There are some noises you might hear under the hood that mean you should stop driving your car until it is repaired. Knocking or pinging sounds mean there are moving parts in your engine hitting each other that shouldn’t be, and continuing to drive the car could damage the inner workings of the engine.

3. Repair the Problem

This step is hard to outline without knowing exactly what sounds your car is making, but we do have one tip to offer. Purchase a Haynes manual for your vehicle. These repair manuals will walk you, step by step, through everything you need to do to complete most repairs on your own. They’re available for most cars, regardless of the age of the car, and they cost about $25.

There may be some things you can’t fix on your own, either because you don’t have the knowledge or the tools necessary to complete the job. For these problems, you should definitely take your car to your favorite mechanic. It might be more expensive, but you’ll be sure the job is done right.

You don’t have to run to the shop every time your Bimmer starts making strange noises, though. A couple of troubleshooting steps might point you to a very easy-to-fix problem you can handle in the comfort of your own garage.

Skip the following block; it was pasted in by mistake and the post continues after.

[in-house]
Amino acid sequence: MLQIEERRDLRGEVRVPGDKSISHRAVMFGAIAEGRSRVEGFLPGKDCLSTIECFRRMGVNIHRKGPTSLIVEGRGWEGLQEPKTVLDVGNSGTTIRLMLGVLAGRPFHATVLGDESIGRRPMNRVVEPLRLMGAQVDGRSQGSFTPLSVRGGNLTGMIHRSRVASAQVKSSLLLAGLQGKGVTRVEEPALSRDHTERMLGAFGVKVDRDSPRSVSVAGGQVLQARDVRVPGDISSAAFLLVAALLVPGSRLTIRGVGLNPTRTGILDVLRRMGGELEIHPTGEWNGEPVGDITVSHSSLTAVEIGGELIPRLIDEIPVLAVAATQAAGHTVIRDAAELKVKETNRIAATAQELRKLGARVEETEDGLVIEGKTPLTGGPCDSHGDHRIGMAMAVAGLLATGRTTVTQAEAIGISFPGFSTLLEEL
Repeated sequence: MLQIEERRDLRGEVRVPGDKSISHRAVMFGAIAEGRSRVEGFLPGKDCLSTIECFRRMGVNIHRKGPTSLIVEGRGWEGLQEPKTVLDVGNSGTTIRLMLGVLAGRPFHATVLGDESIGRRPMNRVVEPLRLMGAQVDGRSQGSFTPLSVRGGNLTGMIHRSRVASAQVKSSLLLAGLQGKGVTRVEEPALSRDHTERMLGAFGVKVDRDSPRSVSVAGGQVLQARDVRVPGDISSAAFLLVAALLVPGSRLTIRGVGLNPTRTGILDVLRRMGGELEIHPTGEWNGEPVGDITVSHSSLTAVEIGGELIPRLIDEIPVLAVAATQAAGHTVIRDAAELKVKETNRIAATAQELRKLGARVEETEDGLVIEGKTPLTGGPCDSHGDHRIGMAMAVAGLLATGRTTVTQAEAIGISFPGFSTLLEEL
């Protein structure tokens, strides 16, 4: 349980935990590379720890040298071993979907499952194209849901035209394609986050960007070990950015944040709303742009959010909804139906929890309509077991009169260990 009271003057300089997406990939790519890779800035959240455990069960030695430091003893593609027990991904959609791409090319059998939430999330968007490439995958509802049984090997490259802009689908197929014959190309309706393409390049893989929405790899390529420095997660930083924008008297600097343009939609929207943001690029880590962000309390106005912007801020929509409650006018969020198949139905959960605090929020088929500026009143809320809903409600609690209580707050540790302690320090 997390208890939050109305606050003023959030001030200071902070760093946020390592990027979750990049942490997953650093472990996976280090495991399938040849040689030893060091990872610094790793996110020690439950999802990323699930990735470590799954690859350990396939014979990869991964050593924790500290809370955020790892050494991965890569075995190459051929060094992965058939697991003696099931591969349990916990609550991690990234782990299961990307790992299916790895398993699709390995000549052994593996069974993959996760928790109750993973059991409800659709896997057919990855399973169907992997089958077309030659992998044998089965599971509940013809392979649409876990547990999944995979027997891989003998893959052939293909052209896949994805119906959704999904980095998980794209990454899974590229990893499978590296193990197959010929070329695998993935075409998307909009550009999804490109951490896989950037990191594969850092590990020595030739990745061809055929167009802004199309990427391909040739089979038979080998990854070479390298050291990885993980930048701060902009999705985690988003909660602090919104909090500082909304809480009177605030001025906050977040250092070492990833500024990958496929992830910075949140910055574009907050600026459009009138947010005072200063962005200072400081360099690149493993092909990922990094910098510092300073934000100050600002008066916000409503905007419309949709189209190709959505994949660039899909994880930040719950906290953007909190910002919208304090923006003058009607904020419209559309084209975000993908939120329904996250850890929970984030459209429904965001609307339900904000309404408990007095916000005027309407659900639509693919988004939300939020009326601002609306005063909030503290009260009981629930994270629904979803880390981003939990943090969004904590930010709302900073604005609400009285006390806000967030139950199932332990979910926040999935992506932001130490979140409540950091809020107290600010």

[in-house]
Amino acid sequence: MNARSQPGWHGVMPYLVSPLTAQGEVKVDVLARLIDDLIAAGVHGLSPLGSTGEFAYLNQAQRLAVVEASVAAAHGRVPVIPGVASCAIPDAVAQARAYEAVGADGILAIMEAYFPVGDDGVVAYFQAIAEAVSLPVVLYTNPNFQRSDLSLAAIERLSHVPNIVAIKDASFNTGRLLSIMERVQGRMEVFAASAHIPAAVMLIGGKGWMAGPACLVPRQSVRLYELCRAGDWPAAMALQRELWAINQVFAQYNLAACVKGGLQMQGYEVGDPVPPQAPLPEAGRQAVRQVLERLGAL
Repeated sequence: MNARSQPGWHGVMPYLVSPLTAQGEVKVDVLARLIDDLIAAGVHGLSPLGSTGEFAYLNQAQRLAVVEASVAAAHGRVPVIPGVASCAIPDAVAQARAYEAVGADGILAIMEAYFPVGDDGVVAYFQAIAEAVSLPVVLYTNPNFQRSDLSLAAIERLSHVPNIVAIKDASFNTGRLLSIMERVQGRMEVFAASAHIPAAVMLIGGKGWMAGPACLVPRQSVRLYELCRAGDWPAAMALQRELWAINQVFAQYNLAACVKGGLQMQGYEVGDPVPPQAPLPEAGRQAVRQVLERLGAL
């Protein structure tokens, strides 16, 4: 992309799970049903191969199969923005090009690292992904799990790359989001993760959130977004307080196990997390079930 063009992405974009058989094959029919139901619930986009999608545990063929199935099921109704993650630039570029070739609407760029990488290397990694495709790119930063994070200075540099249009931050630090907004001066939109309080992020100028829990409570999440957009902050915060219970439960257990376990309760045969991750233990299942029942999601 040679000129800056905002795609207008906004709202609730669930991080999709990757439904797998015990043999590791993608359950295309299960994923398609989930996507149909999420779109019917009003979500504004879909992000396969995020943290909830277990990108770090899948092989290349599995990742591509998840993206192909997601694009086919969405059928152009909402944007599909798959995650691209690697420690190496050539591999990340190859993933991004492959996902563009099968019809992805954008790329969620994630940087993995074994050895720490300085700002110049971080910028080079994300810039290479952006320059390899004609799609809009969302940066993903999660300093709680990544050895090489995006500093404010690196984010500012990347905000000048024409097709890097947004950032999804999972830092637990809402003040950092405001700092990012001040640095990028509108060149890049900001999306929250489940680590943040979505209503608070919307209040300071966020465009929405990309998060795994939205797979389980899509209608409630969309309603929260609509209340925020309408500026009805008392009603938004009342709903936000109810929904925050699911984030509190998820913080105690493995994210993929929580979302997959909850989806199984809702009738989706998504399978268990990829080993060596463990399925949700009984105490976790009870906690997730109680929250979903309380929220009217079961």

Tools You Need for Working on Your BMW

Making the commitment to work on your BMW rather than sending it to a shop is commendable, but even with the money you save in labor, you’ll need to make an initial investment in tools. We’re not talking about spending thousands of dollars for BMW-specific VANOS adjustment toolkits from Germany, just the basics.

There’s nothing worse than getting halfway into a job and discovering you haven’t got the tool you need to fix your car. With a little bad luck, this could mean undoing all your work so you can drive back to the auto parts store. Rather than have that happen, get these essentials in your garage before you get started.

A Socket Set

Many BMWs come with a small toolkit that folds down from the top of the trunk. In it, you’ll find around 10 basic tools you can use to do basic jobs on your car, including box wrenches. You only need to try removing a battery with a box wrench once to learn the value of a good ratchet and socket set.

A Torque Wrench

The service manual says those head studs should be tightened down to 100 ft. lbs., but, hey, if you guesstimate, what could go wrong? The answer is, quite a bit. Instead of being unsure and putting expensive BMW parts at risk, get yourself a torque wrench so you know when you’ve tightened things to the proper spec.

An Air Compressor

An air compressor is a particularly handy tool for cars that do weekend warrior duty at the track. It’s easy to let air out of your tires, but how do you air up without visiting a gas station? Install a compressor in your garage and you’ll be able to stiffen up those sidewalls before your track session. Just make sure you allow them to cool before letting air out — you could damage tires if you don’t wait.

A Multimeter

Why isn’t that new head unit you installed working? Should you be worried about the life left in your alternator? Is that broken window switch just not getting power, or is something else wrong? These questions and many more can all be answered by the handy electrical multimeter, a tool all car do-it-yourselfers should own.

A Work Light